Andie Leenerts was frank about how she felt after competing in the UIL state swimming meet last weekend in Austin.“I was tired, really,” said the Bowie junior, who last year became her school’s first All-America swimmer and the first from her school to reach the state meet since 1998. “Not too happy with my times, but happy with the places I got.”Leenerts finished 13th in the 200-yard individual medley and sixth in the 100 breaststroke. She also placed sixth in the 100 breaststroke last year at state.“I feel like I pushed it pretty hard,” she said. “I’m happy with how much effort I put into it.”“She has her goals, and I don’t think (her finishes) were quite where she wanted,” said fourth-year Bowie swimming coach Brooke Dolberry, who said Leenerts is a fierce competitor.“She’s always on time, she works hard and puts forth her best effort; she’s dedicated and hardworking,” Dolberry said before the meet. “She’s there every day, whether she’s feeling good or not — not telling us she’s not feeling good, she’s still working as hard as she can.”Terri Griffith was the last Bowie swimmer to reach the state meet, in 1998. Dolberry said that as swimmers of Leenerts’ calibre often don’t encounter competitors who can push them until the regional or state meets, she coaches Leenerts to compete against her own best times.But Leenerts makes sure to temper the hard work and high pressure with a healthy dose of hijinks.“I try to just make it fun — if you don’t like to do it, it’s not fun anymore, and if it’s not fun it’s not worth it,” she said a few days before the meet.“So I’ll just do stupid stuff at practice, like, at club practice, I love to just sing to everybody. I sing every country song I can think of, and nobody knows it, so I’m just singing by myself. Which is fine, I don’t care.”To provide a little extra push and motivation, Leenerts also looks to Anna Linkenauger, a former standout swimmer for North Carolina State and former fellow member of the local Fort Worth Arlington (FAST) club swim team.“She wanted to go out with a bang last year so she worked really hard, and I tried to beat her,” Leenerts said. “I got close; it was like, tenths of a second.”Leenerts runs cross country and track in order to cross-train, but swimming is not only her top priority — it demands most of her time.“I get jealous of people who are in football, and they’re like, ‘Yeah, we had a two-hour practice today,’ and I’m like, ‘Yeah, we go two-hour practices twice a day, and we only get maybe a 20-minute break, so ...’ It’s just different.”For now, Leenerts is focusing on preparing for her senior year and getting into college, targeting a fast California school team like Stanford, or perhaps the Naval Academy, and going out for the Olympics.“I’d love to beat Rebecca Soni and wear the same suit as her, because that would be awesome — it’s pink — or I could go orange, bright orange,” she said, laughing.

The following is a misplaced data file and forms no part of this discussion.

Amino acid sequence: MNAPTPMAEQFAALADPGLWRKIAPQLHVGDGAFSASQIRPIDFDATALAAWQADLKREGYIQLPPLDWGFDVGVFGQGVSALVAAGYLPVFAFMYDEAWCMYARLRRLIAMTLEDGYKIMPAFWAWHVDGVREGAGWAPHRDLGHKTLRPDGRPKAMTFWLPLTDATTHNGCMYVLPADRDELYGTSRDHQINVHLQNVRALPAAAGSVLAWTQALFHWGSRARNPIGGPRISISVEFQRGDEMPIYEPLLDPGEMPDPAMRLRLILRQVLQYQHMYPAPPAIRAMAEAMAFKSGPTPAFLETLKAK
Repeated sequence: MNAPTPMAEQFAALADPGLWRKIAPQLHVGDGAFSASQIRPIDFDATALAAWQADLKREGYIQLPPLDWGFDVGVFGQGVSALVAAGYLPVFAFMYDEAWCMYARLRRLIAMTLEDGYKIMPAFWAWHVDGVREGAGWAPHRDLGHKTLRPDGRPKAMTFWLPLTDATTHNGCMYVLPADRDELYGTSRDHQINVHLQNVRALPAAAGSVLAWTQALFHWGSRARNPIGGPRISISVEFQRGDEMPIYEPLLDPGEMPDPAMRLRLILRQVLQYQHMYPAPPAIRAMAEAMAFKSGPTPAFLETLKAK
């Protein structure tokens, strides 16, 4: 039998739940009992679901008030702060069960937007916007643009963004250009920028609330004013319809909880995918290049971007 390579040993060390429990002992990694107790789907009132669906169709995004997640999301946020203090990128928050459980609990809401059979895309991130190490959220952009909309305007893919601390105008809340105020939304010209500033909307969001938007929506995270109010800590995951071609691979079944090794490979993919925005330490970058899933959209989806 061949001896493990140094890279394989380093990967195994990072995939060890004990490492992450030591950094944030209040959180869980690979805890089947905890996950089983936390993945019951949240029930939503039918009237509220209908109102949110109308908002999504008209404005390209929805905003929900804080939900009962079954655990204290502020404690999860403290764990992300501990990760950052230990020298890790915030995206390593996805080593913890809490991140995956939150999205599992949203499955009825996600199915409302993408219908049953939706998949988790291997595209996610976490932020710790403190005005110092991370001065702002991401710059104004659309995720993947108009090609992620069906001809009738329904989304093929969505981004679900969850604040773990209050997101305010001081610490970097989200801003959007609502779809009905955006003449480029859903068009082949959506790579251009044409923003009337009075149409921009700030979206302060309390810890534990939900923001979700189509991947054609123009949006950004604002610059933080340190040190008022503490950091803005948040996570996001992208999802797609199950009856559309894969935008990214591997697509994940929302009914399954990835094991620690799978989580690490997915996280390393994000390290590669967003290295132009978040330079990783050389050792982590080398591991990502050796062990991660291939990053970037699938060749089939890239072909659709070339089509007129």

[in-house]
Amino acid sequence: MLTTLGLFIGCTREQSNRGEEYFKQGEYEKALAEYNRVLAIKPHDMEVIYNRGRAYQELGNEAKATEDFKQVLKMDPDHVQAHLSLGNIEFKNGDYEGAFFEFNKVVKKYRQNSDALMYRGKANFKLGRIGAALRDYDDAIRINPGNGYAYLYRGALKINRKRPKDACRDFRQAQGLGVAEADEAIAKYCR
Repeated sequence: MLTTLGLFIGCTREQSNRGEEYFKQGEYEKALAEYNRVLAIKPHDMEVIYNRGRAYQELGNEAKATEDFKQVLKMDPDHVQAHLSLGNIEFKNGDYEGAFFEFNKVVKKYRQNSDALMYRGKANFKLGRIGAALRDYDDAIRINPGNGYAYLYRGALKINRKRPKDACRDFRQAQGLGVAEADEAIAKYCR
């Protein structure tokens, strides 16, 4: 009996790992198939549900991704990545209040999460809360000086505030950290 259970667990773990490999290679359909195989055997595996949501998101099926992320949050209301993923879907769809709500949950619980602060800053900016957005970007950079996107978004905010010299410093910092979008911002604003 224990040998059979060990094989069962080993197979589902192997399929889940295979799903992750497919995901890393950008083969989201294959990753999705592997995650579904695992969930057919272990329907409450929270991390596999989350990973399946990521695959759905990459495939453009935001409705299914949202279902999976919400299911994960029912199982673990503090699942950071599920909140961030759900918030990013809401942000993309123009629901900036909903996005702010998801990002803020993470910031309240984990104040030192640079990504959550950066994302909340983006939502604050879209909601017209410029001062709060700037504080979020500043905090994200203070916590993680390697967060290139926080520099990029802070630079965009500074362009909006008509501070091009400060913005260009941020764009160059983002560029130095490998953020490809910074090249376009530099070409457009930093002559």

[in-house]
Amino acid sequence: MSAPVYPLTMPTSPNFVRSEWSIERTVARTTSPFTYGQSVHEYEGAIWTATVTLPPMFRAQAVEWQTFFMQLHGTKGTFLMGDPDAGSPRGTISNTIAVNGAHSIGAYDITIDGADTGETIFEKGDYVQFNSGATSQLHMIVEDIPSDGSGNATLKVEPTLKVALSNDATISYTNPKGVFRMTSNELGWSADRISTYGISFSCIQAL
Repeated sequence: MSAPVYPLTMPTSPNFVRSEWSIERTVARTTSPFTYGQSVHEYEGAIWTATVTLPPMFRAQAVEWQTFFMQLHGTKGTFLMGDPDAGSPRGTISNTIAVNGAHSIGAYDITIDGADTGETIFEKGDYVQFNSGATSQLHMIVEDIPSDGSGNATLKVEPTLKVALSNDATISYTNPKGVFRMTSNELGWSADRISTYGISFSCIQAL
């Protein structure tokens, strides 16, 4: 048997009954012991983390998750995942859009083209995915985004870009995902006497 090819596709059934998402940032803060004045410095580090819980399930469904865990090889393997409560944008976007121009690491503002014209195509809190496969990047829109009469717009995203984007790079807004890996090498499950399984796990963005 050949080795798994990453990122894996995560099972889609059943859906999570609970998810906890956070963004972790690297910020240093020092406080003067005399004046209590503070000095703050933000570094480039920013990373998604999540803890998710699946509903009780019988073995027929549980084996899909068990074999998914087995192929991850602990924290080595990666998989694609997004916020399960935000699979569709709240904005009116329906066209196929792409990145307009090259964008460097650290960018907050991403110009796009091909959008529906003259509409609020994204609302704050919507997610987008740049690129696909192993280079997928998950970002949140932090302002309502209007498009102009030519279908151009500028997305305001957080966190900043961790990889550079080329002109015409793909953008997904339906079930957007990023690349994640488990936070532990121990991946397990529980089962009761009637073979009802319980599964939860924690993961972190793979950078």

The UIL state swimming finals will be webcast live on foxsportssouthwest.com beginning at 9:30 a.m. Saturday.